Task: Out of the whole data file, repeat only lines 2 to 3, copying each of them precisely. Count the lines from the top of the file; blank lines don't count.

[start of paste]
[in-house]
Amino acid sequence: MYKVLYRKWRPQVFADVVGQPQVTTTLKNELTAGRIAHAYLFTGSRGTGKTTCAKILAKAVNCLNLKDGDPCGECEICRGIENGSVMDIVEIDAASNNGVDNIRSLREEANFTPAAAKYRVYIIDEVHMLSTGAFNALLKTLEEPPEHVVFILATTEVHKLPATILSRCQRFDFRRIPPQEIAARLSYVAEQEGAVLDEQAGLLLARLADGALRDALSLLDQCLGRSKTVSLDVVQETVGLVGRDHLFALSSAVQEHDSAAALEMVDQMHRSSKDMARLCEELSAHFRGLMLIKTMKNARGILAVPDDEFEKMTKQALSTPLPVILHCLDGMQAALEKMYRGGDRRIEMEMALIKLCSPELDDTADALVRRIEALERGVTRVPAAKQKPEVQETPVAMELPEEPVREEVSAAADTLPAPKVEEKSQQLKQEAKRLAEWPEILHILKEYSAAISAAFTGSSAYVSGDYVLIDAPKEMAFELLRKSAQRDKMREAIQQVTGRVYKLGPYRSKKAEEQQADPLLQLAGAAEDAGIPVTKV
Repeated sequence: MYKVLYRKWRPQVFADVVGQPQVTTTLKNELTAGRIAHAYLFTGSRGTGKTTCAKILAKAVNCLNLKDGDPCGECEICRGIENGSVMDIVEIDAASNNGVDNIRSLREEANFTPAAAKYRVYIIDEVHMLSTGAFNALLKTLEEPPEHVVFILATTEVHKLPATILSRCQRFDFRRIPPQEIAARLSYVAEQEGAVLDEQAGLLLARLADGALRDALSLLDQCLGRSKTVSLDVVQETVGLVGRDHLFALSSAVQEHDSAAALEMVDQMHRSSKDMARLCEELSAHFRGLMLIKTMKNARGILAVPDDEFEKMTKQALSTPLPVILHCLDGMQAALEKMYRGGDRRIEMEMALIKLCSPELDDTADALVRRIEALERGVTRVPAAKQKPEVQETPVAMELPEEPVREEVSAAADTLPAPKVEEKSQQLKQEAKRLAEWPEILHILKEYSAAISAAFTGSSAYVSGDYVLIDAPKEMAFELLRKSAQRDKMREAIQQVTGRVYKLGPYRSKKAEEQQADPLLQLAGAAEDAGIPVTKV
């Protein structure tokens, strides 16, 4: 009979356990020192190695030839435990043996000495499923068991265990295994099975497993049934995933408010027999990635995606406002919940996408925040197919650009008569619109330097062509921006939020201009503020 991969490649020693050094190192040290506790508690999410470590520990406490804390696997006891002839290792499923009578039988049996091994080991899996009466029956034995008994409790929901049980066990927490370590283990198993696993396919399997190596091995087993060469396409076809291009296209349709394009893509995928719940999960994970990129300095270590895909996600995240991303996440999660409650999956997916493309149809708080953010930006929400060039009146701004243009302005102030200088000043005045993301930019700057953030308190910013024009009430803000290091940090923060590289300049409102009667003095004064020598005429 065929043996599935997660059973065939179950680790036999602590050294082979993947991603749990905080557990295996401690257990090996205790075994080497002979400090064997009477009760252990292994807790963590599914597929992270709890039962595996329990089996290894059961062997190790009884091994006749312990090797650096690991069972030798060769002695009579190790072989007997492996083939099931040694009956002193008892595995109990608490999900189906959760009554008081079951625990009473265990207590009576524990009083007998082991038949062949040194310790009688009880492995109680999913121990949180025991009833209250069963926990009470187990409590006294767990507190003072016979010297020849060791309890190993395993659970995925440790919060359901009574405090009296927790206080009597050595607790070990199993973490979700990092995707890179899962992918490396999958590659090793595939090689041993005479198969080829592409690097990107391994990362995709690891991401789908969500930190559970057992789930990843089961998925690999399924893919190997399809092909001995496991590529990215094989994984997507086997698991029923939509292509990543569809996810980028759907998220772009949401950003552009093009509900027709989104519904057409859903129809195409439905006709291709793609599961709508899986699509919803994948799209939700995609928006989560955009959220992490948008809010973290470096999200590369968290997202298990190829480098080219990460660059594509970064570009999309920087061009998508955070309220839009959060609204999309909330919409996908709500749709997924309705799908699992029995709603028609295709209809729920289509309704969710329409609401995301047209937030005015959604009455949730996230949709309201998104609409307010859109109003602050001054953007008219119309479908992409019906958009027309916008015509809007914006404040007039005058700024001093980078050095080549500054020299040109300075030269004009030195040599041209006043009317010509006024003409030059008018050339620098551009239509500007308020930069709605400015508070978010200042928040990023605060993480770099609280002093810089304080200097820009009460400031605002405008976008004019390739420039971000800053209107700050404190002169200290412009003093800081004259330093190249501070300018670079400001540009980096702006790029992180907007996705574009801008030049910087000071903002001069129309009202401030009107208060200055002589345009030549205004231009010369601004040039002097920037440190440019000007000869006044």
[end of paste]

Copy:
Amino acid sequence: MYKVLYRKWRPQVFADVVGQPQVTTTLKNELTAGRIAHAYLFTGSRGTGKTTCAKILAKAVNCLNLKDGDPCGECEICRGIENGSVMDIVEIDAASNNGVDNIRSLREEANFTPAAAKYRVYIIDEVHMLSTGAFNALLKTLEEPPEHVVFILATTEVHKLPATILSRCQRFDFRRIPPQEIAARLSYVAEQEGAVLDEQAGLLLARLADGALRDALSLLDQCLGRSKTVSLDVVQETVGLVGRDHLFALSSAVQEHDSAAALEMVDQMHRSSKDMARLCEELSAHFRGLMLIKTMKNARGILAVPDDEFEKMTKQALSTPLPVILHCLDGMQAALEKMYRGGDRRIEMEMALIKLCSPELDDTADALVRRIEALERGVTRVPAAKQKPEVQETPVAMELPEEPVREEVSAAADTLPAPKVEEKSQQLKQEAKRLAEWPEILHILKEYSAAISAAFTGSSAYVSGDYVLIDAPKEMAFELLRKSAQRDKMREAIQQVTGRVYKLGPYRSKKAEEQQADPLLQLAGAAEDAGIPVTKV
Repeated sequence: MYKVLYRKWRPQVFADVVGQPQVTTTLKNELTAGRIAHAYLFTGSRGTGKTTCAKILAKAVNCLNLKDGDPCGECEICRGIENGSVMDIVEIDAASNNGVDNIRSLREEANFTPAAAKYRVYIIDEVHMLSTGAFNALLKTLEEPPEHVVFILATTEVHKLPATILSRCQRFDFRRIPPQEIAARLSYVAEQEGAVLDEQAGLLLARLADGALRDALSLLDQCLGRSKTVSLDVVQETVGLVGRDHLFALSSAVQEHDSAAALEMVDQMHRSSKDMARLCEELSAHFRGLMLIKTMKNARGILAVPDDEFEKMTKQALSTPLPVILHCLDGMQAALEKMYRGGDRRIEMEMALIKLCSPELDDTADALVRRIEALERGVTRVPAAKQKPEVQETPVAMELPEEPVREEVSAAADTLPAPKVEEKSQQLKQEAKRLAEWPEILHILKEYSAAISAAFTGSSAYVSGDYVLIDAPKEMAFELLRKSAQRDKMREAIQQVTGRVYKLGPYRSKKAEEQQADPLLQLAGAAEDAGIPVTKV